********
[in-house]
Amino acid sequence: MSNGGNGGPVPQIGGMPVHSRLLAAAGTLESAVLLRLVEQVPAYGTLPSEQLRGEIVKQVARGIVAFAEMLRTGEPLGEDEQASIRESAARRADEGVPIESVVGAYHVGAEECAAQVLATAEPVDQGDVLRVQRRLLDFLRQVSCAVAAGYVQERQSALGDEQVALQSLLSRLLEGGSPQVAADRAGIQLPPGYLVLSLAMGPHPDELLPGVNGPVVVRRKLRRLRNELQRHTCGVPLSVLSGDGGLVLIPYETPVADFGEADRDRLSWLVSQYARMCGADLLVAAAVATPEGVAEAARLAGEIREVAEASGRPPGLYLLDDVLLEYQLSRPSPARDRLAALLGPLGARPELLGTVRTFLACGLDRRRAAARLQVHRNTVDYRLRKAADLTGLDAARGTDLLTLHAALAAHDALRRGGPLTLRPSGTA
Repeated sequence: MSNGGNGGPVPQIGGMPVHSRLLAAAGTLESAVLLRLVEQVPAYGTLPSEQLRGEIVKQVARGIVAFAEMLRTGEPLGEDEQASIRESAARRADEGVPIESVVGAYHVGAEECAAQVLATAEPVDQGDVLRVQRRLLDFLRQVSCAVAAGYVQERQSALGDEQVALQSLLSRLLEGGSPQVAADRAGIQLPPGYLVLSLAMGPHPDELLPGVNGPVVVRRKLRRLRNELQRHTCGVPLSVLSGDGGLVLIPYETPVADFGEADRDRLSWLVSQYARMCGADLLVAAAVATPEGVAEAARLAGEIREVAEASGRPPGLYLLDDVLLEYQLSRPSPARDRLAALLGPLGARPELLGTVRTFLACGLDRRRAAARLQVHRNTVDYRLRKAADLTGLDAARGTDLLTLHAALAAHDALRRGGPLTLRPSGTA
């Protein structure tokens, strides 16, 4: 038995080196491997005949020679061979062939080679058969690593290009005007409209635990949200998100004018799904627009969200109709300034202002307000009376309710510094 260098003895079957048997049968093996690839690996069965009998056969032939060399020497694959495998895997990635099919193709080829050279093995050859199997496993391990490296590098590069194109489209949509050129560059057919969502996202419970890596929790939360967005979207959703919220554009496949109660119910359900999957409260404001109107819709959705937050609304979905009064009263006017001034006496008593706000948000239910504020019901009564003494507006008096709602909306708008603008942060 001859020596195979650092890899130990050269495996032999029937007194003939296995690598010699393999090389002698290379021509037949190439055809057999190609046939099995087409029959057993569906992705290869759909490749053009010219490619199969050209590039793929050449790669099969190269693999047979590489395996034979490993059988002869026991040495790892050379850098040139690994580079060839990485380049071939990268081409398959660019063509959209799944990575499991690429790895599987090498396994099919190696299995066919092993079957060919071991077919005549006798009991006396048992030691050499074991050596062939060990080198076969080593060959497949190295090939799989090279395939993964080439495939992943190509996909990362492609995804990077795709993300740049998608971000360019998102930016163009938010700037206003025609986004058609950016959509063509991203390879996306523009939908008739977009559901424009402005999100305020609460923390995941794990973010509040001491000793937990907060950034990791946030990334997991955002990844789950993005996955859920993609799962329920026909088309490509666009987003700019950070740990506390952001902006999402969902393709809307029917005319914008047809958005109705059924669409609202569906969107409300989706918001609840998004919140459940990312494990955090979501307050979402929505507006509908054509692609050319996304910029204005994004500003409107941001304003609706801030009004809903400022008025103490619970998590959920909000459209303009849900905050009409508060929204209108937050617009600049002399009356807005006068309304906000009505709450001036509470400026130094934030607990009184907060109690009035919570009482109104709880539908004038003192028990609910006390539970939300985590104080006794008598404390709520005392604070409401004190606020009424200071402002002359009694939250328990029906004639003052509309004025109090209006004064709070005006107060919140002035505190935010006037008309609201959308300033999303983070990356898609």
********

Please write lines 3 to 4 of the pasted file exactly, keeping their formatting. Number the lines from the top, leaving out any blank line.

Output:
Repeated sequence: MSNGGNGGPVPQIGGMPVHSRLLAAAGTLESAVLLRLVEQVPAYGTLPSEQLRGEIVKQVARGIVAFAEMLRTGEPLGEDEQASIRESAARRADEGVPIESVVGAYHVGAEECAAQVLATAEPVDQGDVLRVQRRLLDFLRQVSCAVAAGYVQERQSALGDEQVALQSLLSRLLEGGSPQVAADRAGIQLPPGYLVLSLAMGPHPDELLPGVNGPVVVRRKLRRLRNELQRHTCGVPLSVLSGDGGLVLIPYETPVADFGEADRDRLSWLVSQYARMCGADLLVAAAVATPEGVAEAARLAGEIREVAEASGRPPGLYLLDDVLLEYQLSRPSPARDRLAALLGPLGARPELLGTVRTFLACGLDRRRAAARLQVHRNTVDYRLRKAADLTGLDAARGTDLLTLHAALAAHDALRRGGPLTLRPSGTA
């Protein structure tokens, strides 16, 4: 038995080196491997005949020679061979062939080679058969690593290009005007409209635990949200998100004018799904627009969200109709300034202002307000009376309710510094 260098003895079957048997049968093996690839690996069965009998056969032939060399020497694959495998895997990635099919193709080829050279093995050859199997496993391990490296590098590069194109489209949509050129560059057919969502996202419970890596929790939360967005979207959703919220554009496949109660119910359900999957409260404001109107819709959705937050609304979905009064009263006017001034006496008593706000948000239910504020019901009564003494507006008096709602909306708008603008942060 001859020596195979650092890899130990050269495996032999029937007194003939296995690598010699393999090389002698290379021509037949190439055809057999190609046939099995087409029959057993569906992705290869759909490749053009010219490619199969050209590039793929050449790669099969190269693999047979590489395996034979490993059988002869026991040495790892050379850098040139690994580079060839990485380049071939990268081409398959660019063509959209799944990575499991690429790895599987090498396994099919190696299995066919092993079957060919071991077919005549006798009991006396048992030691050499074991050596062939060990080198076969080593060959497949190295090939799989090279395939993964080439495939992943190509996909990362492609995804990077795709993300740049998608971000360019998102930016163009938010700037206003025609986004058609950016959509063509991203390879996306523009939908008739977009559901424009402005999100305020609460923390995941794990973010509040001491000793937990907060950034990791946030990334997991955002990844789950993005996955859920993609799962329920026909088309490509666009987003700019950070740990506390952001902006999402969902393709809307029917005319914008047809958005109705059924669409609202569906969107409300989706918001609840998004919140459940990312494990955090979501307050979402929505507006509908054509692609050319996304910029204005994004500003409107941001304003609706801030009004809903400022008025103490619970998590959920909000459209303009849900905050009409508060929204209108937050617009600049002399009356807005006068309304906000009505709450001036509470400026130094934030607990009184907060109690009035919570009482109104709880539908004038003192028990609910006390539970939300985590104080006794008598404390709520005392604070409401004190606020009424200071402002002359009694939250328990029906004639003052509309004025109090209006004064709070005006107060919140002035505190935010006037008309609201959308300033999303983070990356898609």